A mini-museum on the west end of the Carroll City Cemetery is set to open around Memorial Day. One of the latest additions is an outdoor bench donated by City Council member Clay Haley.
A mini-museum on the west end of the Carroll City Cemetery is set to open around Memorial Day. One of the latest additions is an outdoor bench donated by City Council member Clay Haley.

May 17, 2018

A repurposed building on the west side of the Carroll City Cemetery will soon be open to visitors as a mini-museum.

The cemetery shelter house and chapel that has stood there since the 1930s will soon open to display historical articles, photos and maps about the cemetery and building as well as relevant artifacts such as pieces of broken tombstones.

The building, built in 1935, is one of the structures in Carroll built through the Works Project Administration, part of Franklin D. Roosevelt’s New Deal in the 1930s that created work for people affected by the Great Depression.

“The building is a wonderful little treasure that we can bring back to life,” said Barbara Hackfort, chair of Carroll’s Historical Preservation Commission, at the start of the renovations last fall.

Decades ago, the building was used as a chapel and shelter from the weather for people attending funerals. Its stonework is similar to that found at Graham Park and Swan Lake, as well as in other spots throughout the city.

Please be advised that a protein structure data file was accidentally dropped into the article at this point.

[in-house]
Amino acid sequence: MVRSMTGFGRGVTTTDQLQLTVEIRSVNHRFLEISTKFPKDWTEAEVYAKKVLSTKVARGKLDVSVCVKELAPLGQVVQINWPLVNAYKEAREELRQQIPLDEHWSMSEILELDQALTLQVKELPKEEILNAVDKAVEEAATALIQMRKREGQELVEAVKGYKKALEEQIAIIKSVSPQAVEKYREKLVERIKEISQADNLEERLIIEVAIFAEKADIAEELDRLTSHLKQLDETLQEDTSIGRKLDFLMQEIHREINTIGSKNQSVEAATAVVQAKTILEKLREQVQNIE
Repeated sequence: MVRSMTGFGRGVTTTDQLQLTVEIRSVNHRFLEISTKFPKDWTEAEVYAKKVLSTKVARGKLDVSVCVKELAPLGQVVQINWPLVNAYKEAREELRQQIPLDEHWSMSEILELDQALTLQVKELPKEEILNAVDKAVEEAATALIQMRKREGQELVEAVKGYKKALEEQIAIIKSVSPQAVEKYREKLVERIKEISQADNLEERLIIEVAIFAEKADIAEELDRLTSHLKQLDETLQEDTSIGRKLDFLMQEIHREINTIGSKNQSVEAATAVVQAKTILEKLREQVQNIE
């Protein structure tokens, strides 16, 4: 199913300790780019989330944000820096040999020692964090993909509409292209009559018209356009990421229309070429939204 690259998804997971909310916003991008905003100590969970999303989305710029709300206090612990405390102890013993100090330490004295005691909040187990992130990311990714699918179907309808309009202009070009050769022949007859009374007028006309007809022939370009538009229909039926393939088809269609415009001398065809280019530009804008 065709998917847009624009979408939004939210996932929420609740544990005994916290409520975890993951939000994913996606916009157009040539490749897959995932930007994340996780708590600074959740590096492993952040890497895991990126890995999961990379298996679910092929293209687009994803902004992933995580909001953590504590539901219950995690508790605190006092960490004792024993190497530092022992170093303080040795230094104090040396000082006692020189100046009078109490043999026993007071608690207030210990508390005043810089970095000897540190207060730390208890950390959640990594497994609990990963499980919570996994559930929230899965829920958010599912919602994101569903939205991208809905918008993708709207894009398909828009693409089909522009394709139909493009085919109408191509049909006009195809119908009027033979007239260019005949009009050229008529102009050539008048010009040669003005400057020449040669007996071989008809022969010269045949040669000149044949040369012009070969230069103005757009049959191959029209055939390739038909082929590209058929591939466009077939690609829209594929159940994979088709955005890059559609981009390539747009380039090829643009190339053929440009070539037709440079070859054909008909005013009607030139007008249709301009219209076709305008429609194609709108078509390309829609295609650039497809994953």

In 1935, a Carroll-area foreman, Frank Walz, led construction of the chapel, and Carroll provided materials for the building that were worth about $450 at the time, according to an article from the Carroll Daily Herald at the time.

The “city cemetery museum” is still on track for its proposed Memorial Day opening, Hackfort told the City Council this week.

Since last fall, new windows have been installed in the building, various cleaning tasks, repairs and landscaping have been completed, and carriage doors were installed to replace the building’s garage door.

Inside, historical displays were created to include articles, photos, maps, brochures about cemetery monuments and project donors’ names.

The building also includes courthouse benches from the Carroll County Museum, old St. Anthony chapel communion railings, stained-glass windows from the old St. Anthony chapel and a brass plate and information from the former County Home and other WPA projects.

One of the latest updates to the building is an outdoor bench, donated by council member Clay Haley.

“I’m glad we could do it,” Haley said. “A lot of work went into it. It’s just amazing, all the details and nuances, from lights to even the displays for the pictures and such that you have are just beautiful.”

Despite the “chapel” label, the building would be a nonreligious structure simply focused on the area’s history.

We hope it’ll be a place for people to stop and reflect,” said Vicki Gach, the commission’s vice chair.